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B-to-b media companies moving in hot M&A market

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How strong is the mergers and acquisitions market in b-to-b media?

It's attractive enough that two companies which have had very public struggles since 2000 have put themselves on the market: Ziff Davis Media, publisher of PC Magazine, and Penton Media, publisher of IndustryWeek .

"We're deep into an M&A cycle, and it's the best market since the late 1990s," said Tom O'Connor, managing director at communications industry investment bank Berkery, Noyes & Co.

High-profile deals

The list of companies that have recently completed or contemplated deals is a long one. Among the most high-profile deals:

Forbes sold a minority stake for a reported $250 million to Elevation Partners, a private equity fund whose partners include Bono, the lead singer of rock band U2.

Valcon, a consortium of private equity firms, acquired VNU, which includes VNU Business Media, publisher of Billboard , for $9.7 billion.

1105 Media, headed by Neal Vitale, bought 101communications, publisher of Federal Computer W eek, for an estimated $75 million.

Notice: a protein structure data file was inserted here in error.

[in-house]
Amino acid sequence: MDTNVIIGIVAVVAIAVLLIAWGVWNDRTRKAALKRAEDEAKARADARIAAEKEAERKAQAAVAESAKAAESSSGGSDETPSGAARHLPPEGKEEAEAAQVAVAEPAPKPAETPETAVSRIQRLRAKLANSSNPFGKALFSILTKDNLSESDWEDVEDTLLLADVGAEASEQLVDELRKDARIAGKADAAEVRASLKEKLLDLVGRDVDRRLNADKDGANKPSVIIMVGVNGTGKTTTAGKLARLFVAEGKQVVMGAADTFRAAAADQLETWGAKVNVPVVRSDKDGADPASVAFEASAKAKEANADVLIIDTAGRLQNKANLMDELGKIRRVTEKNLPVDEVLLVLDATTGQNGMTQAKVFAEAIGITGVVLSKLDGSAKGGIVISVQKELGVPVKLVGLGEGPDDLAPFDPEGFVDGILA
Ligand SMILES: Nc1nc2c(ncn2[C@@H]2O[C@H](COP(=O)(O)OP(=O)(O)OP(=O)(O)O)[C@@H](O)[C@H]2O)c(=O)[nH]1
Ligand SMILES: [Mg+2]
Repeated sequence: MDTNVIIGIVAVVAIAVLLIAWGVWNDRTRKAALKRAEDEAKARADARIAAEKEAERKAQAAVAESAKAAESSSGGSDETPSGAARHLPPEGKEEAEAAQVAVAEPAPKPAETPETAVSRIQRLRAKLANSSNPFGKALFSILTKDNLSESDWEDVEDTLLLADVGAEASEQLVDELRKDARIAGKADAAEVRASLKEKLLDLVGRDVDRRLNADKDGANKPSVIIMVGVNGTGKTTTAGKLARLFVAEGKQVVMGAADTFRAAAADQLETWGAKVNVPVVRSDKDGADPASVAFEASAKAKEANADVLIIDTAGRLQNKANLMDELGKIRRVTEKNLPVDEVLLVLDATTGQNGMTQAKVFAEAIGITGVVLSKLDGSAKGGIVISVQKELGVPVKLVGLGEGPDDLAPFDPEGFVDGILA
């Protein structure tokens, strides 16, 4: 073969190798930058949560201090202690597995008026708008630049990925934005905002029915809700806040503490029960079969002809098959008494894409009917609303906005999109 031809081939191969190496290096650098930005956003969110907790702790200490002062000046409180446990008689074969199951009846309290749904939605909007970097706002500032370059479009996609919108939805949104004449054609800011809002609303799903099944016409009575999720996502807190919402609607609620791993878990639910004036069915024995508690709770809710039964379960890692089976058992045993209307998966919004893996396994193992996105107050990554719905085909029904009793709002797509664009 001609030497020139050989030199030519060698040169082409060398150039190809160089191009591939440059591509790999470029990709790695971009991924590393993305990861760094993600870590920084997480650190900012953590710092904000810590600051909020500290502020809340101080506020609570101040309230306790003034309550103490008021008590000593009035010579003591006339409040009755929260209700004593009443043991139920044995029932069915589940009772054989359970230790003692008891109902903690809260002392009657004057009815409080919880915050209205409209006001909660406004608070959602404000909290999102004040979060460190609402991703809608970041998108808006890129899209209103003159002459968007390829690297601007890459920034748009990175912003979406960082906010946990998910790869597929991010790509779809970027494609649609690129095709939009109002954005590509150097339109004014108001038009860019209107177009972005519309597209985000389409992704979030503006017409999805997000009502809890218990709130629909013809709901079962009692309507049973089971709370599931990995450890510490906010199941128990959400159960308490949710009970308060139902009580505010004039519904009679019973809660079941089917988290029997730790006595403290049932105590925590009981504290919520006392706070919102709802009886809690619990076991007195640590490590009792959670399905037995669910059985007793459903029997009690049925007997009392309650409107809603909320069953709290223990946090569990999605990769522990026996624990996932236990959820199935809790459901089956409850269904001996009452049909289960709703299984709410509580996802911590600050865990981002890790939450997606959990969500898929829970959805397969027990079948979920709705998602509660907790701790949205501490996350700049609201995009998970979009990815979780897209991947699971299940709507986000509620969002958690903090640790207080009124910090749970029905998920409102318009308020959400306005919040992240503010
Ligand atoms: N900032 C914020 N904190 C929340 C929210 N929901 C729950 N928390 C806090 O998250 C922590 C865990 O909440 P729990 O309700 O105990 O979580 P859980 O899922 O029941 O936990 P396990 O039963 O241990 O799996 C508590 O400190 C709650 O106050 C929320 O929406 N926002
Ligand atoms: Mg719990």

Advantage Media, led by Rich Reiff, acquired Reed Business Information's New Products division for an undisclosed price.

In addition to Ziff Davis and Penton, several other b-to-b media companies have explored or are exploring the market. Highline Media is reportedly looking to recapitalize. Cygnus Business Media explored a sale but pulled itself off the market. And TechTarget is preparing an initial public offering.

Some factors driving the torrent of deal-making are purely financial-the favorable debt market for one. But private equity funds, which are doing most of the large-scale acquiring of b-to-b media companies, are growing concerned that the debt market's attractiveness will be short-lived.